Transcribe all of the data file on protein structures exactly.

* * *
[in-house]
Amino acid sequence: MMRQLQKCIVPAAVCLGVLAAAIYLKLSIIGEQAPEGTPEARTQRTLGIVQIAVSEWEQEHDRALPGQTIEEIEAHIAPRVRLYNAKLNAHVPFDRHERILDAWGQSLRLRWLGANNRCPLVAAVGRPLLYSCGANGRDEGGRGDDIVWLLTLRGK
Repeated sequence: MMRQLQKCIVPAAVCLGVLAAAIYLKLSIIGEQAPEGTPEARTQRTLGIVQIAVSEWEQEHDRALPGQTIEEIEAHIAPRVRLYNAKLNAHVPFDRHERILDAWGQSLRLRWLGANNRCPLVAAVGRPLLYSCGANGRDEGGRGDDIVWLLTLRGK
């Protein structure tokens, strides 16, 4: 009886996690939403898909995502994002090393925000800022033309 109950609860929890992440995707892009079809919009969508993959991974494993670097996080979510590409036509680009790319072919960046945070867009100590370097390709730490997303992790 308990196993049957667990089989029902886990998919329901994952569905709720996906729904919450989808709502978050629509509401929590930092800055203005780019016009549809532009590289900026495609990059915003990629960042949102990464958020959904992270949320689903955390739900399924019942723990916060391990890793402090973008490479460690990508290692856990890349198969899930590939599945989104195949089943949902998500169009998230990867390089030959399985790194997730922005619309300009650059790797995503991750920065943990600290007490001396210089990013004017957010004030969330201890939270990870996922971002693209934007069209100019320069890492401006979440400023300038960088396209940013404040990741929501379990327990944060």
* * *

[in-house]
Amino acid sequence: MMRQLQKCIVPAAVCLGVLAAAIYLKLSIIGEQAPEGTPEARTQRTLGIVQIAVSEWEQEHDRALPGQTIEEIEAHIAPRVRLYNAKLNAHVPFDRHERILDAWGQSLRLRWLGANNRCPLVAAVGRPLLYSCGANGRDEGGRGDDIVWLLTLRGK
Repeated sequence: MMRQLQKCIVPAAVCLGVLAAAIYLKLSIIGEQAPEGTPEARTQRTLGIVQIAVSEWEQEHDRALPGQTIEEIEAHIAPRVRLYNAKLNAHVPFDRHERILDAWGQSLRLRWLGANNRCPLVAAVGRPLLYSCGANGRDEGGRGDDIVWLLTLRGK
């Protein structure tokens, strides 16, 4: 009886996690939403898909995502994002090393925000800022033309 109950609860929890992440995707892009079809919009969508993959991974494993670097996080979510590409036509680009790319072919960046945070867009100590370097390709730490997303992790 308990196993049957667990089989029902886990998919329901994952569905709720996906729904919450989808709502978050629509509401929590930092800055203005780019016009549809532009590289900026495609990059915003990629960042949102990464958020959904992270949320689903955390739900399924019942723990916060391990890793402090973008490479460690990508290692856990890349198969899930590939599945989104195949089943949902998500169009998230990867390089030959399985790194997730922005619309300009650059790797995503991750920065943990600290007490001396210089990013004017957010004030969330201890939270990870996922971002693209934007069209100019320069890492401006979440400023300038960088396209940013404040990741929501379990327990944060």